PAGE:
The muscles of the jaw, face and tongue may have been weakened by the Parkinson's, which in turn affects the control a person may have over their bite. Opening and closing lips becomes a difficulty.
After all, try this experiment on yourself – Open your mouth and try to swallow. Not easy, comfortable or even possible. Got the idea? This is what the Parkinson's sufferer has to go through 24/7. The weakened muscles and loss of control of the function of the muscles is the reason.
So it is important to understand that everyone has difficulty swallowing if they cannot close their lips.
If a person cannot chew their food adequately – due to loss of muscle control or poor dentures - it will cause problems. Some particles of food are swallowed easily but some may remain in the mouth. They are unaware that they have more food to swallow and as a result could choke. Food remaining in the mouth can be the cause of many other problems.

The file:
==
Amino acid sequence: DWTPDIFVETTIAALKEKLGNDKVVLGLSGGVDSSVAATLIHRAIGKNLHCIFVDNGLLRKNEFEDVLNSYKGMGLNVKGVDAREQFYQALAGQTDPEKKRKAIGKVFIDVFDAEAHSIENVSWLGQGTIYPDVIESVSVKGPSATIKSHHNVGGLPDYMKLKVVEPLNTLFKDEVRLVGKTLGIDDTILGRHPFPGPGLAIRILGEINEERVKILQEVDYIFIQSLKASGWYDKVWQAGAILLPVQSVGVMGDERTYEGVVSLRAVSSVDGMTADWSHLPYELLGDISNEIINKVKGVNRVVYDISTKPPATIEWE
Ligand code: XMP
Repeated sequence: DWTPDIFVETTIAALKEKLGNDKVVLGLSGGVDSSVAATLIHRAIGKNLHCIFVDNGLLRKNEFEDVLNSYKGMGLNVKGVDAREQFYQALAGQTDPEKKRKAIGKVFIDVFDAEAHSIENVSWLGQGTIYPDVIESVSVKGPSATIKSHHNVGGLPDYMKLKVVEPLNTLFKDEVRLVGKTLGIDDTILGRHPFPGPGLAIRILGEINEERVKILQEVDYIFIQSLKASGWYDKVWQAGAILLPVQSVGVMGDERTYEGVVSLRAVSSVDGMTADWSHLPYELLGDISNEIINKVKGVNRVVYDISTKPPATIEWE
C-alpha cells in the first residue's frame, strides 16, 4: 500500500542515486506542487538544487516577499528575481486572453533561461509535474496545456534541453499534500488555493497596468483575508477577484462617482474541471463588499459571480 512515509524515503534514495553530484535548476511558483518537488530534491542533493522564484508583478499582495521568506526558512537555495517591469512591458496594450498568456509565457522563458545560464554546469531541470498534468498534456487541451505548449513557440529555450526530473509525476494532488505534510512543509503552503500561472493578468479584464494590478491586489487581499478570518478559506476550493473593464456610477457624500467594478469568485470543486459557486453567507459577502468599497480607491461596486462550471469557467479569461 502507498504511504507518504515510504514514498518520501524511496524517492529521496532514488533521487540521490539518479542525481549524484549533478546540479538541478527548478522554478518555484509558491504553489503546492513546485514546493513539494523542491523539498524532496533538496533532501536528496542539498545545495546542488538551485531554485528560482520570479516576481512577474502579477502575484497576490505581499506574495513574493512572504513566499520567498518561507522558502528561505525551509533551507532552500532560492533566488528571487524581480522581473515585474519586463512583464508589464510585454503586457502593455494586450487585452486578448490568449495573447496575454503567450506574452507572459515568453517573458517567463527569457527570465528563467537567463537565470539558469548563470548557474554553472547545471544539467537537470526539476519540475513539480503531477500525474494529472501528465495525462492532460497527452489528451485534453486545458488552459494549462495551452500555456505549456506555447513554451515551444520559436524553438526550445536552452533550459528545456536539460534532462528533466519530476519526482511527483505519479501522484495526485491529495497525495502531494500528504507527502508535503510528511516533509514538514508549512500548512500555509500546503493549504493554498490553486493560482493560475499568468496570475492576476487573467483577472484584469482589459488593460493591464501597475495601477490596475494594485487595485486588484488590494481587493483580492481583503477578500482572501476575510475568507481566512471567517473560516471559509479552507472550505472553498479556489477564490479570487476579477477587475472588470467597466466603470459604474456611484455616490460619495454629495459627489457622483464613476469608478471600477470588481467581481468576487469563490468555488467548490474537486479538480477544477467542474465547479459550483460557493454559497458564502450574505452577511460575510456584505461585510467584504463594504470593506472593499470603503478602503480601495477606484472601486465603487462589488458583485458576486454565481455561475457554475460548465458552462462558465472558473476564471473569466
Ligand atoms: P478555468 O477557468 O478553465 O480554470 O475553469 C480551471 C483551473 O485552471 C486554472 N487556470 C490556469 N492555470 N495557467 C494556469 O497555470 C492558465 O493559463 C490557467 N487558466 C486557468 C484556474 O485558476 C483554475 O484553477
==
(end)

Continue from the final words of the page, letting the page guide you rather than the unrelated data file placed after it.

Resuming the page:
Often the tongue bunches up in Parkinson’s disease and this can cause food to be pushed out through or stick behind the teeth instead of passing down to the next stage of the digestive process. Take small mouthfuls!
Parkinson’s may also affect the numerous other muscles that are involved so naturally in the swallowing process. Naturally that is, for a non-sufferer.
It could give the impression that the sufferer has had sufficient. In this case, his unfinished food may be removed and / or he may not have eaten enough.
The length of time taken to eat makes hot tasty food change its taste and appearance, neither of which is appetizing.